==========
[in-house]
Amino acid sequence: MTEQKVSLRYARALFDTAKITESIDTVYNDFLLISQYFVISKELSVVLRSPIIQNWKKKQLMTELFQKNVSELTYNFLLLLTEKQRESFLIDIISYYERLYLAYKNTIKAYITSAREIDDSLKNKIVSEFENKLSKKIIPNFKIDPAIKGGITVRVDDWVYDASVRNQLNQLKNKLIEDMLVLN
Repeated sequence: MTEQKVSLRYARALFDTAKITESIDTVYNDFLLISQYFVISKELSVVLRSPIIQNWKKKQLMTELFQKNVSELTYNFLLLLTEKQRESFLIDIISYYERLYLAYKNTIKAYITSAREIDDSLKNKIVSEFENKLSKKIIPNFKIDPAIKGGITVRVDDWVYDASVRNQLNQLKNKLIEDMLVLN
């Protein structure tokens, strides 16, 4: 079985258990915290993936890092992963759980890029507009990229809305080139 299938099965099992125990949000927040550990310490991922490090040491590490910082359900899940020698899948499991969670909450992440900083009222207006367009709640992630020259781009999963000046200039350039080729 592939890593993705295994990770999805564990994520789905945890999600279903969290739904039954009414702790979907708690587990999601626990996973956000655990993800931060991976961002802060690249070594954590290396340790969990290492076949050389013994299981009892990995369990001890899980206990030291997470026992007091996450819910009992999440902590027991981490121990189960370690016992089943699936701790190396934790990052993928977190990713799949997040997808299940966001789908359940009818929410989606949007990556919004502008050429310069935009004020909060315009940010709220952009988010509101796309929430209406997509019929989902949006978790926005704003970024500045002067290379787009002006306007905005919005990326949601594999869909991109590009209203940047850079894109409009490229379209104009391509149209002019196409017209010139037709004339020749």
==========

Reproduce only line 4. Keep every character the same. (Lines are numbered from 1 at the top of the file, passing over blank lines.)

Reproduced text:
């Protein structure tokens, strides 16, 4: 079985258990915290993936890092992963759980890029507009990229809305080139 299938099965099992125990949000927040550990310490991922490090040491590490910082359900899940020698899948499991969670909450992440900083009222207006367009709640992630020259781009999963000046200039350039080729 592939890593993705295994990770999805564990994520789905945890999600279903969290739904039954009414702790979907708690587990999601626990996973956000655990993800931060991976961002802060690249070594954590290396340790969990290492076949050389013994299981009892990995369990001890899980206990030291997470026992007091996450819910009992999440902590027991981490121990189960370690016992089943699936701790190396934790990052993928977190990713799949997040997808299940966001789908359940009818929410989606949007990556919004502008050429310069935009004020909060315009940010709220952009988010509101796309929430209406997509019929989902949006978790926005704003970024500045002067290379787009002006306007905005919005990326949601594999869909991109590009209203940047850079894109409009490229379209104009391509149209002019196409017209010139037709004339020749």